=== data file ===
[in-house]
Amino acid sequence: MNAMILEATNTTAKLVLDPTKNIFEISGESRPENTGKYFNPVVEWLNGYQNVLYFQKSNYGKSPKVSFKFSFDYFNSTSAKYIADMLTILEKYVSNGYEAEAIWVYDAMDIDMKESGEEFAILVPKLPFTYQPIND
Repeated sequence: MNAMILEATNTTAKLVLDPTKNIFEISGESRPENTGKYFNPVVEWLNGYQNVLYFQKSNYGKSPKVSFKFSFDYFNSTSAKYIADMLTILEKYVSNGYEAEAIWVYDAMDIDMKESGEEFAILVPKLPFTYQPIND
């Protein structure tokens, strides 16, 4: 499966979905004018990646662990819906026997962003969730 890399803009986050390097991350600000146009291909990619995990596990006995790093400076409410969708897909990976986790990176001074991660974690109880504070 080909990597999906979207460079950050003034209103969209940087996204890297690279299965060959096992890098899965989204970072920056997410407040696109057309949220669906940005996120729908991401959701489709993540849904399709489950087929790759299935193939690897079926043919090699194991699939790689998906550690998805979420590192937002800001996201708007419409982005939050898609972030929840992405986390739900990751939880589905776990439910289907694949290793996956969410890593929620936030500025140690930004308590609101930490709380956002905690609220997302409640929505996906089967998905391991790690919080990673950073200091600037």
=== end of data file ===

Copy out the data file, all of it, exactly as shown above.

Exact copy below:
[in-house]
Amino acid sequence: MNAMILEATNTTAKLVLDPTKNIFEISGESRPENTGKYFNPVVEWLNGYQNVLYFQKSNYGKSPKVSFKFSFDYFNSTSAKYIADMLTILEKYVSNGYEAEAIWVYDAMDIDMKESGEEFAILVPKLPFTYQPIND
Repeated sequence: MNAMILEATNTTAKLVLDPTKNIFEISGESRPENTGKYFNPVVEWLNGYQNVLYFQKSNYGKSPKVSFKFSFDYFNSTSAKYIADMLTILEKYVSNGYEAEAIWVYDAMDIDMKESGEEFAILVPKLPFTYQPIND
């Protein structure tokens, strides 16, 4: 499966979905004018990646662990819906026997962003969730 890399803009986050390097991350600000146009291909990619995990596990006995790093400076409410969708897909990976986790990176001074991660974690109880504070 080909990597999906979207460079950050003034209103969209940087996204890297690279299965060959096992890098899965989204970072920056997410407040696109057309949220669906940005996120729908991401959701489709993540849904399709489950087929790759299935193939690897079926043919090699194991699939790689998906550690998805979420590192937002800001996201708007419409982005939050898609972030929840992405986390739900990751939880589905776990439910289907694949290793996956969410890593929620936030500025140690930004308590609101930490709380956002905690609220997302409640929505996906089967998905391991790690919080990673950073200091600037």